English Baccalaureate should be ‘reconsidered’

By Phil Scullion

Ministers should "reconsider" the composition of the English Baccalaureate (EBac) to avoid schools focusing attention on a small group of children, MPs have said.

The report from the Commons' education committee comes amid fears the EBac system, which rates schools based on how many pupils gain A*-C in five core subjects, will result in undue focus on those children on the borderline.

Committee chair Graham Stuart expressed concern that at present the EBac is not part of a "balanced score card" and thus does not give "equal weight" to the progress of every child.

He said: "We encourage the government to examine carefully the evidence presented to us and to reconsider the composition of the EBac on conclusion of the National Curriculum Review.

Academic subjects are not the only path to a successful future, and all young people, regardless of background, must continue to have opportunities to study the subjects in which they are likely to be most successful, and which pupils, parents and schools think will serve them best."

The five subjects currently included in the EBac are maths, English, two science qualifications, a modern or classic language and either history or geography.

Andy Burnham, Labour's shadow education secretary, said it was "unforgivable" that the decision to enact the change was being made without conducting a proper consultation process.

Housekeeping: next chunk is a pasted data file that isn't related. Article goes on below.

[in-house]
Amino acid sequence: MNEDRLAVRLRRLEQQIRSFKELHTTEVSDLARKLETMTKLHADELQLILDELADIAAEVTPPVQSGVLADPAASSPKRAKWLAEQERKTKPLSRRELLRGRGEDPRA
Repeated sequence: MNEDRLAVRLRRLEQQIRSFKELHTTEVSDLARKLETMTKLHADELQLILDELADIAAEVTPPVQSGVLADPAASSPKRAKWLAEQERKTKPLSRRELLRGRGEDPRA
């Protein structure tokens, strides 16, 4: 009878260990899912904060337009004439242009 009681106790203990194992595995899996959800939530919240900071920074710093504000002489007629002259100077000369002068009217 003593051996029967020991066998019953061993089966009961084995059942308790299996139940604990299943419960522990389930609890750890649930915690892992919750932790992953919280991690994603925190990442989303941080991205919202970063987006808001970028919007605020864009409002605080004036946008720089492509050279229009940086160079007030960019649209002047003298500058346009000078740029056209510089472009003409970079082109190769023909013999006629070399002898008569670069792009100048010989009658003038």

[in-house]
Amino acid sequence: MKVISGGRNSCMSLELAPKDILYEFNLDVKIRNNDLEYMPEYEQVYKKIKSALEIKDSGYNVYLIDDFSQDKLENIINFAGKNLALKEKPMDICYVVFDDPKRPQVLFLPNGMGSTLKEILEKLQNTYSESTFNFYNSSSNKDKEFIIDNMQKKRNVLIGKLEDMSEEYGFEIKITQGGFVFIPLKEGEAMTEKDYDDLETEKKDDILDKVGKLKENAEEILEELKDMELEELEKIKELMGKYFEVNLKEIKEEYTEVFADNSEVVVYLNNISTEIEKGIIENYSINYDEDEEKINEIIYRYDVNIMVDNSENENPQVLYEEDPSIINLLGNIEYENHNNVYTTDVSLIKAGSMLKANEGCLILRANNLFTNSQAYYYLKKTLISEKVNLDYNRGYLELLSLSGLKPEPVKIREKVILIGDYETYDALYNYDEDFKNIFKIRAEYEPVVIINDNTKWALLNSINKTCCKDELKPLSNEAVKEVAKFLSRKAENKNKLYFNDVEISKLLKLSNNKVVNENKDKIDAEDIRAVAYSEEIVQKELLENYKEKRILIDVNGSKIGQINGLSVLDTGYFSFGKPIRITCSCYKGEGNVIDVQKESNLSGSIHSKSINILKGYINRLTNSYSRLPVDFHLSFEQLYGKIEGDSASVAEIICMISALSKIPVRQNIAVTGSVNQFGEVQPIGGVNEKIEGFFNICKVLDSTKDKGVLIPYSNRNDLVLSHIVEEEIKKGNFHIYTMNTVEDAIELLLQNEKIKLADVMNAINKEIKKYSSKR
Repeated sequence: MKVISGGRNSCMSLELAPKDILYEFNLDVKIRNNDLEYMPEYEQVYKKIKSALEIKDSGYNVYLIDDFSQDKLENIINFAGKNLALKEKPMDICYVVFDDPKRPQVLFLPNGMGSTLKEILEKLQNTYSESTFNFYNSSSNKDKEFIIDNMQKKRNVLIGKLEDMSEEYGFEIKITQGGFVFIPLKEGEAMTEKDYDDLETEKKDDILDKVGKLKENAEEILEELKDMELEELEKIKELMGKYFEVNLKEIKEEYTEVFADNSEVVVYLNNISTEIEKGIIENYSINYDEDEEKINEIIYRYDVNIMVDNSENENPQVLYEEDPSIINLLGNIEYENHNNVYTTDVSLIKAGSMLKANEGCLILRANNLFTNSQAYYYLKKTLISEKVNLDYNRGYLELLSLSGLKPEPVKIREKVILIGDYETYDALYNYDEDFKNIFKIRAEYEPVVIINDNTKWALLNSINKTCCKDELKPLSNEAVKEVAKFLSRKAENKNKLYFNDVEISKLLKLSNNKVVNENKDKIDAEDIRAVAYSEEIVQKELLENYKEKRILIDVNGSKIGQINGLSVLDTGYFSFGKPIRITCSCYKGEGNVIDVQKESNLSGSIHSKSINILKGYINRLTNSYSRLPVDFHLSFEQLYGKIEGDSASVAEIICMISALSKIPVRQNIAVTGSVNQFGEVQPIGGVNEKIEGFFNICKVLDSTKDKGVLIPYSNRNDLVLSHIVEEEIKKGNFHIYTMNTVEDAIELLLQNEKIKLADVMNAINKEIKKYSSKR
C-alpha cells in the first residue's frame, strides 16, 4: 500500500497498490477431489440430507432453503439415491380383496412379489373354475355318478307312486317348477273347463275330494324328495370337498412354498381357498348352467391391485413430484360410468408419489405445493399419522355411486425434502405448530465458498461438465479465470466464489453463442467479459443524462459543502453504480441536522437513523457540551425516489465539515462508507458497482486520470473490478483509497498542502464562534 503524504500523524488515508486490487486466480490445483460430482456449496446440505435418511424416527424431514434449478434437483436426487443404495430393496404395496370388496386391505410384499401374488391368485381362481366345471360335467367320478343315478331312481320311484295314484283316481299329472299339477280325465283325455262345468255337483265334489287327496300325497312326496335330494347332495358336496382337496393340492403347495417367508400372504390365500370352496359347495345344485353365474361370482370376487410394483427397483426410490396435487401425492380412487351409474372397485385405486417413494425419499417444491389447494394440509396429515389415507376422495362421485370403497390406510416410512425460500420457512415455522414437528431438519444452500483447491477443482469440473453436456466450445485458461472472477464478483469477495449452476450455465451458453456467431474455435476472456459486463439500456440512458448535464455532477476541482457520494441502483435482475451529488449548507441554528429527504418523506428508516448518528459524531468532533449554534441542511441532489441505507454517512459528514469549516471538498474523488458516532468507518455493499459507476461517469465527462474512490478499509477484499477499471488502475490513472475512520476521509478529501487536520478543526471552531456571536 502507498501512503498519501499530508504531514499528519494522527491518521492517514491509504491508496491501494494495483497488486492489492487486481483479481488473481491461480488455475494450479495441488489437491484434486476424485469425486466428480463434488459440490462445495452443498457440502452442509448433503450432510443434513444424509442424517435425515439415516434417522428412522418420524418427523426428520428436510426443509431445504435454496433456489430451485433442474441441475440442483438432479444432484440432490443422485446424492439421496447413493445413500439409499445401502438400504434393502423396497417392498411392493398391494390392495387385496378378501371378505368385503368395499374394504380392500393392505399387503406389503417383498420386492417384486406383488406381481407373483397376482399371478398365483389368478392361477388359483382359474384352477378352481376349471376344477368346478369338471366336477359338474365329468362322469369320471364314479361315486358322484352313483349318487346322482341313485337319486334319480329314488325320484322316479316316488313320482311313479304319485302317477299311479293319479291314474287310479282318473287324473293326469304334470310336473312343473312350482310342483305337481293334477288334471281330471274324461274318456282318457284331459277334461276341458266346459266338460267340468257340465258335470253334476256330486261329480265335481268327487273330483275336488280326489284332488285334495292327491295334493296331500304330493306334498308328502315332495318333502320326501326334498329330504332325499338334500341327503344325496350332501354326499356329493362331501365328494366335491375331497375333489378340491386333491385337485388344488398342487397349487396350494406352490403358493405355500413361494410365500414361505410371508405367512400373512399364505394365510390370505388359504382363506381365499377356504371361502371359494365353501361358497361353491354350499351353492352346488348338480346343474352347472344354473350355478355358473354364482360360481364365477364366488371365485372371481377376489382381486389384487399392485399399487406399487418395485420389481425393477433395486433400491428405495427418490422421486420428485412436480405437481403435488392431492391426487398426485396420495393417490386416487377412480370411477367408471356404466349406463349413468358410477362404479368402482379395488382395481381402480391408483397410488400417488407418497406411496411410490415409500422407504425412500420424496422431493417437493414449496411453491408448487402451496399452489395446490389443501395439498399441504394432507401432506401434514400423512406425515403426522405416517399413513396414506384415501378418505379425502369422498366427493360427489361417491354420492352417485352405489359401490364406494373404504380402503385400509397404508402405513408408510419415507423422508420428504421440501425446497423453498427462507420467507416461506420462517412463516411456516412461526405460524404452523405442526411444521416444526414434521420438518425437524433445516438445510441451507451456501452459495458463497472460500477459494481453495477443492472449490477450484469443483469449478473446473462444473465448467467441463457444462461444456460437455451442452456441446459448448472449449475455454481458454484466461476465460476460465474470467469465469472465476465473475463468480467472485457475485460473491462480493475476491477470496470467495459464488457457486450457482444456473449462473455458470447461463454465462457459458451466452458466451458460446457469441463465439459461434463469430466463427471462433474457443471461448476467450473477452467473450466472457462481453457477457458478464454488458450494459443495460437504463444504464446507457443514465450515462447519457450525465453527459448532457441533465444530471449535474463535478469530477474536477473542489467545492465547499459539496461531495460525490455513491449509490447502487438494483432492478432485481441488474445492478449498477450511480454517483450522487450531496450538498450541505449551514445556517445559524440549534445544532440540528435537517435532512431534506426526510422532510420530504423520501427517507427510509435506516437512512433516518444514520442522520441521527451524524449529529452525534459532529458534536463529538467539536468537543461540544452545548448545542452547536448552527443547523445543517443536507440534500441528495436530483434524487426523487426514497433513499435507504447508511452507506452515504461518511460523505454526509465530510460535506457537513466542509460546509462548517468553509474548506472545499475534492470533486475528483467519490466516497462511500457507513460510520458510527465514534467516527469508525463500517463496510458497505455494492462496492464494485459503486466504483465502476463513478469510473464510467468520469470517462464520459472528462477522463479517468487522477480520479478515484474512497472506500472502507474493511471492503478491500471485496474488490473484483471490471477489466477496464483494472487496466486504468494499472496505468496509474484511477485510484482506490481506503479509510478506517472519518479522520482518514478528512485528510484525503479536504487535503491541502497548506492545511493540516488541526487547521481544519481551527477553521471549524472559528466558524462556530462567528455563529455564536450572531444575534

He accused education secretary Michael Gove of making policy "on the hoof" to appeal to headline writers.

"This damning verdict leaves the secretary of state and his ministers isolated. They cannot continue to ignore the weight of professional and parliamentary opinion.

"Mr Gove urgently needs to remember his responsibility to all children and his promises to trust teachers. He should listen to the chorus of criticism and set up a proper review of his EBac," he added.

The EBac has divided opinion across the education system since it was announced in September last year.

Some headteachers have welcomed the increased focus on core subjects but others have warned that the change is a backward step which does not sufficiently take into account the variety of different children's educational needs.